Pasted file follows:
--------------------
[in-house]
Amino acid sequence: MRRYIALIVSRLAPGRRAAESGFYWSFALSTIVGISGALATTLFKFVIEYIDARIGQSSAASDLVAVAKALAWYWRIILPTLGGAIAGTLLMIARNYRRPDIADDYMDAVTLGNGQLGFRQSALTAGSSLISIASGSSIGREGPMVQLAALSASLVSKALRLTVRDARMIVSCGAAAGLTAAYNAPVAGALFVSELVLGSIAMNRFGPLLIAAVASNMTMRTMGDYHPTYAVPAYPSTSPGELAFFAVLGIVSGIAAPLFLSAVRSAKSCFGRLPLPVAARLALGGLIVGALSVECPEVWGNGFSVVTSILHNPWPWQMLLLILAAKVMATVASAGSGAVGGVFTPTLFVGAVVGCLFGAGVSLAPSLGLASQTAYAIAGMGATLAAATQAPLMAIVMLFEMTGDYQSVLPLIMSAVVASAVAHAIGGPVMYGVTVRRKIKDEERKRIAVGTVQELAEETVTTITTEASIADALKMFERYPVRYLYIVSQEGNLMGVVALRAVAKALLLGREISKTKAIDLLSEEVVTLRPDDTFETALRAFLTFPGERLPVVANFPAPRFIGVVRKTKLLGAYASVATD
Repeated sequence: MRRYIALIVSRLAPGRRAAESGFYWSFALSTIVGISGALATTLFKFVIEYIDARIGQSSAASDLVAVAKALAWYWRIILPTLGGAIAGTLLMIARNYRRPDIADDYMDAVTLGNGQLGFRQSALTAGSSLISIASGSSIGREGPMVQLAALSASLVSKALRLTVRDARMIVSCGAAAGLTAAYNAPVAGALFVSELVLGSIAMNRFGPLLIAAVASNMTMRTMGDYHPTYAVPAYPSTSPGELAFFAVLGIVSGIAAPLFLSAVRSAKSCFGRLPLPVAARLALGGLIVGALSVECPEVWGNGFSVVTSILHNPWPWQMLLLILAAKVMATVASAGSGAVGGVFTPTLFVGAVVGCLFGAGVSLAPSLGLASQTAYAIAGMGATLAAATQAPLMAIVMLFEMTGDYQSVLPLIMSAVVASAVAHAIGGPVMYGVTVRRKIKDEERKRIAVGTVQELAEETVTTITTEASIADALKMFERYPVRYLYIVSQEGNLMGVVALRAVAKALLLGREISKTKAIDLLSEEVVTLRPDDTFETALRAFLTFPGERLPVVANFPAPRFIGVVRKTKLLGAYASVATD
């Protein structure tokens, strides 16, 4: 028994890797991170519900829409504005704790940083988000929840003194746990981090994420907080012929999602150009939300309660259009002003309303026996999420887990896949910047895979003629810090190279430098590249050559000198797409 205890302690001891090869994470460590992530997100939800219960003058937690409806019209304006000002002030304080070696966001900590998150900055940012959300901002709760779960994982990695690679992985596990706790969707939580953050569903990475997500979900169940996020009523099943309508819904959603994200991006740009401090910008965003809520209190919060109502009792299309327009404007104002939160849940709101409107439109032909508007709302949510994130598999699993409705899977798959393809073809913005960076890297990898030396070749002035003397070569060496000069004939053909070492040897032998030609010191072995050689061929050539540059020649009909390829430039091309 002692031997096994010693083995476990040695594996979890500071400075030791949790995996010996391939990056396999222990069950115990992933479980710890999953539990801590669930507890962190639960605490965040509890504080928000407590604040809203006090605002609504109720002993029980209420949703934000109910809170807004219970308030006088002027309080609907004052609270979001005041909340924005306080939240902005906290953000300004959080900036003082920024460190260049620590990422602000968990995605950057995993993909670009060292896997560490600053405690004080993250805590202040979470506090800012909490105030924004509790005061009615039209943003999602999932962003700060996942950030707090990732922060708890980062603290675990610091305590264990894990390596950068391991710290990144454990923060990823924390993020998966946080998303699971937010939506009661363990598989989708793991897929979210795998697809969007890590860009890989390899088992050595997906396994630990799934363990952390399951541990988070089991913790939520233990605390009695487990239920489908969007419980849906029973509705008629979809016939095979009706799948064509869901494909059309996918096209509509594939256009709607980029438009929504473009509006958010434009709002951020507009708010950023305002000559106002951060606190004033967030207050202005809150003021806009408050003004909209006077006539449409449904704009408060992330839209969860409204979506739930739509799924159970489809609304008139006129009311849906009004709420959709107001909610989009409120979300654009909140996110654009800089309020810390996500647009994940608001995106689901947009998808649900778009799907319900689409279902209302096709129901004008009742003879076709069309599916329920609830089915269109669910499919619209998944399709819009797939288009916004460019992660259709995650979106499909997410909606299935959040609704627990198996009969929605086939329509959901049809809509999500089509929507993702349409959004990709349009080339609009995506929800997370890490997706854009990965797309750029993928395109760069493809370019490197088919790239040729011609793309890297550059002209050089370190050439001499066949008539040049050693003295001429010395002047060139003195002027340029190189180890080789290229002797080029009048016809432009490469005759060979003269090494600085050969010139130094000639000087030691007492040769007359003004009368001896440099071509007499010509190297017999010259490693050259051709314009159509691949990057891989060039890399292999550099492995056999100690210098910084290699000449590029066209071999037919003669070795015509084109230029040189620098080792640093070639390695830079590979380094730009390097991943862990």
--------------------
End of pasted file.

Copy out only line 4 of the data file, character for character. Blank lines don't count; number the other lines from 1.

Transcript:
């Protein structure tokens, strides 16, 4: 028994890797991170519900829409504005704790940083988000929840003194746990981090994420907080012929999602150009939300309660259009002003309303026996999420887990896949910047895979003629810090190279430098590249050559000198797409 205890302690001891090869994470460590992530997100939800219960003058937690409806019209304006000002002030304080070696966001900590998150900055940012959300901002709760779960994982990695690679992985596990706790969707939580953050569903990475997500979900169940996020009523099943309508819904959603994200991006740009401090910008965003809520209190919060109502009792299309327009404007104002939160849940709101409107439109032909508007709302949510994130598999699993409705899977798959393809073809913005960076890297990898030396070749002035003397070569060496000069004939053909070492040897032998030609010191072995050689061929050539540059020649009909390829430039091309 002692031997096994010693083995476990040695594996979890500071400075030791949790995996010996391939990056396999222990069950115990992933479980710890999953539990801590669930507890962190639960605490965040509890504080928000407590604040809203006090605002609504109720002993029980209420949703934000109910809170807004219970308030006088002027309080609907004052609270979001005041909340924005306080939240902005906290953000300004959080900036003082920024460190260049620590990422602000968990995605950057995993993909670009060292896997560490600053405690004080993250805590202040979470506090800012909490105030924004509790005061009615039209943003999602999932962003700060996942950030707090990732922060708890980062603290675990610091305590264990894990390596950068391991710290990144454990923060990823924390993020998966946080998303699971937010939506009661363990598989989708793991897929979210795998697809969007890590860009890989390899088992050595997906396994630990799934363990952390399951541990988070089991913790939520233990605390009695487990239920489908969007419980849906029973509705008629979809016939095979009706799948064509869901494909059309996918096209509509594939256009709607980029438009929504473009509006958010434009709002951020507009708010950023305002000559106002951060606190004033967030207050202005809150003021806009408050003004909209006077006539449409449904704009408060992330839209969860409204979506739930739509799924159970489809609304008139006129009311849906009004709420959709107001909610989009409120979300654009909140996110654009800089309020810390996500647009994940608001995106689901947009998808649900778009799907319900689409279902209302096709129901004008009742003879076709069309599916329920609830089915269109669910499919619209998944399709819009797939288009916004460019992660259709995650979106499909997410909606299935959040609704627990198996009969929605086939329509959901049809809509999500089509929507993702349409959004990709349009080339609009995506929800997370890490997706854009990965797309750029993928395109760069493809370019490197088919790239040729011609793309890297550059002209050089370190050439001499066949008539040049050693003295001429010395002047060139003195002027340029190189180890080789290229002797080029009048016809432009490469005759060979003269090494600085050969010139130094000639000087030691007492040769007359003004009368001896440099071509007499010509190297017999010259490693050259051709314009159509691949990057891989060039890399292999550099492995056999100690210098910084290699000449590029066209071999037919003669070795015509084109230029040189620098080792640093070639390695830079590979380094730009390097991943862990």